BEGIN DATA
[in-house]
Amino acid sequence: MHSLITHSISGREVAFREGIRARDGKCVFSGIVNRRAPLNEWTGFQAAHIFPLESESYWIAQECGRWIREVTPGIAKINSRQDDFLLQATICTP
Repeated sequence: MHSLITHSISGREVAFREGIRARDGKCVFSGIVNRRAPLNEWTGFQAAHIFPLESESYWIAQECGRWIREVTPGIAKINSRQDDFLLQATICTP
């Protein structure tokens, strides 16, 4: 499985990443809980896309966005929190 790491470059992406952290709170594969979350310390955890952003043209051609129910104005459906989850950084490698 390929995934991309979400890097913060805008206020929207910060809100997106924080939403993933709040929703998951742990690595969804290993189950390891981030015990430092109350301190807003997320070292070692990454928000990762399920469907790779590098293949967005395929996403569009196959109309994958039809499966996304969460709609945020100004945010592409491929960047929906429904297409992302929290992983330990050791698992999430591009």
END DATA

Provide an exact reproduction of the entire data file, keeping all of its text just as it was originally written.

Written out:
[in-house]
Amino acid sequence: MHSLITHSISGREVAFREGIRARDGKCVFSGIVNRRAPLNEWTGFQAAHIFPLESESYWIAQECGRWIREVTPGIAKINSRQDDFLLQATICTP
Repeated sequence: MHSLITHSISGREVAFREGIRARDGKCVFSGIVNRRAPLNEWTGFQAAHIFPLESESYWIAQECGRWIREVTPGIAKINSRQDDFLLQATICTP
């Protein structure tokens, strides 16, 4: 499985990443809980896309966005929190 790491470059992406952290709170594969979350310390955890952003043209051609129910104005459906989850950084490698 390929995934991309979400890097913060805008206020929207910060809100997106924080939403993933709040929703998951742990690595969804290993189950390891981030015990430092109350301190807003997320070292070692990454928000990762399920469907790779590098293949967005395929996403569009196959109309994958039809499966996304969460709609945020100004945010592409491929960047929906429904297409992302929290992983330990050791698992999430591009």